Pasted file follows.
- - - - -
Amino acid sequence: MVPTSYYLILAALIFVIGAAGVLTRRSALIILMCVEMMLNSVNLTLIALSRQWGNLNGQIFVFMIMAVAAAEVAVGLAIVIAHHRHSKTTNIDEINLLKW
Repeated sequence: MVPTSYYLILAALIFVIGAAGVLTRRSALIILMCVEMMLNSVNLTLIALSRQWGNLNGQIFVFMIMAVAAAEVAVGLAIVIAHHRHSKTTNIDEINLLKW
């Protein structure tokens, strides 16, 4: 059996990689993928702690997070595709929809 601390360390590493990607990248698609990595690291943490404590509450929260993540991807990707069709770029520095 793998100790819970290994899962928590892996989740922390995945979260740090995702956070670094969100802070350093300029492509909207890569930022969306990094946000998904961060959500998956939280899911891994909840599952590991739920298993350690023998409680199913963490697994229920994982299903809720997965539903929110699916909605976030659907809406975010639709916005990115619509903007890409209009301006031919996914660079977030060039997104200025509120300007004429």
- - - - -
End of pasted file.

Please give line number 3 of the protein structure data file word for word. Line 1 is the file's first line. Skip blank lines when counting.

């Protein structure tokens, strides 16, 4: 059996990689993928702690997070595709929809 601390360390590493990607990248698609990595690291943490404590509450929260993540991807990707069709770029520095 793998100790819970290994899962928590892996989740922390995945979260740090995702956070670094969100802070350093300029492509909207890569930022969306990094946000998904961060959500998956939280899911891994909840599952590991739920298993350690023998409680199913963490697994229920994982299903809720997965539903929110699916909605976030659907809406975010639709916005990115619509903007890409209009301006031919996914660079977030060039997104200025509120300007004429």